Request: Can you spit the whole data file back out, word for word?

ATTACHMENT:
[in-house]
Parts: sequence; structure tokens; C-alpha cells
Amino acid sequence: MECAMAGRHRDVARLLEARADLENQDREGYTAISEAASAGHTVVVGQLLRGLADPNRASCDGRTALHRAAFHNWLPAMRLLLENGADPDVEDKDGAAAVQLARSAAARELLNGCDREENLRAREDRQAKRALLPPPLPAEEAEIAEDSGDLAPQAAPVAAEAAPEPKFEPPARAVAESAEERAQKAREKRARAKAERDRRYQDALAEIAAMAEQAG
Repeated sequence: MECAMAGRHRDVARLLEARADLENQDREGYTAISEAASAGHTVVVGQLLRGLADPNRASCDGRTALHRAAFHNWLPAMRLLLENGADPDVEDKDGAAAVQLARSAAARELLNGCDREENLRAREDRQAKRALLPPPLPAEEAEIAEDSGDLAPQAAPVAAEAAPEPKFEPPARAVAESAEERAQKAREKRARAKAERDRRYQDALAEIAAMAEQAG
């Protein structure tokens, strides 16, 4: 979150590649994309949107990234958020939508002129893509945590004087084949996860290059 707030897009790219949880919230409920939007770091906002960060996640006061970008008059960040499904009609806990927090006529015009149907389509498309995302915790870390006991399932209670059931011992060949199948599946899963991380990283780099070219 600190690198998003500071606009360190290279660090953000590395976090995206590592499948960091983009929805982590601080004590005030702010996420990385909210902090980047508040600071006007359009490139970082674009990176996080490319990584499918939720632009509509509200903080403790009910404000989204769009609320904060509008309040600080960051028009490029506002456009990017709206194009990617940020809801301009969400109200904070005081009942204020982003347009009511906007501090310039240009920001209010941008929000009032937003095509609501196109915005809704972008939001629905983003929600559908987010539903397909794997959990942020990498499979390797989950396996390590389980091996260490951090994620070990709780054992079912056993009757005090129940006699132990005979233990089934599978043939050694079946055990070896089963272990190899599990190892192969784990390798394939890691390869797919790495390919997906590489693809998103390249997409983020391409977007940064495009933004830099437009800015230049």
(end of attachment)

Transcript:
[in-house]
Parts: sequence; structure tokens; C-alpha cells
Amino acid sequence: MECAMAGRHRDVARLLEARADLENQDREGYTAISEAASAGHTVVVGQLLRGLADPNRASCDGRTALHRAAFHNWLPAMRLLLENGADPDVEDKDGAAAVQLARSAAARELLNGCDREENLRAREDRQAKRALLPPPLPAEEAEIAEDSGDLAPQAAPVAAEAAPEPKFEPPARAVAESAEERAQKAREKRARAKAERDRRYQDALAEIAAMAEQAG
Repeated sequence: MECAMAGRHRDVARLLEARADLENQDREGYTAISEAASAGHTVVVGQLLRGLADPNRASCDGRTALHRAAFHNWLPAMRLLLENGADPDVEDKDGAAAVQLARSAAARELLNGCDREENLRAREDRQAKRALLPPPLPAEEAEIAEDSGDLAPQAAPVAAEAAPEPKFEPPARAVAESAEERAQKAREKRARAKAERDRRYQDALAEIAAMAEQAG
């Protein structure tokens, strides 16, 4: 979150590649994309949107990234958020939508002129893509945590004087084949996860290059 707030897009790219949880919230409920939007770091906002960060996640006061970008008059960040499904009609806990927090006529015009149907389509498309995302915790870390006991399932209670059931011992060949199948599946899963991380990283780099070219 600190690198998003500071606009360190290279660090953000590395976090995206590592499948960091983009929805982590601080004590005030702010996420990385909210902090980047508040600071006007359009490139970082674009990176996080490319990584499918939720632009509509509200903080403790009910404000989204769009609320904060509008309040600080960051028009490029506002456009990017709206194009990617940020809801301009969400109200904070005081009942204020982003347009009511906007501090310039240009920001209010941008929000009032937003095509609501196109915005809704972008939001629905983003929600559908987010539903397909794997959990942020990498499979390797989950396996390590389980091996260490951090994620070990709780054992079912056993009757005090129940006699132990005979233990089934599978043939050694079946055990070896089963272990190899599990190892192969784990390798394939890691390869797919790495390919997906590489693809998103390249997409983020391409977007940064495009933004830099437009800015230049």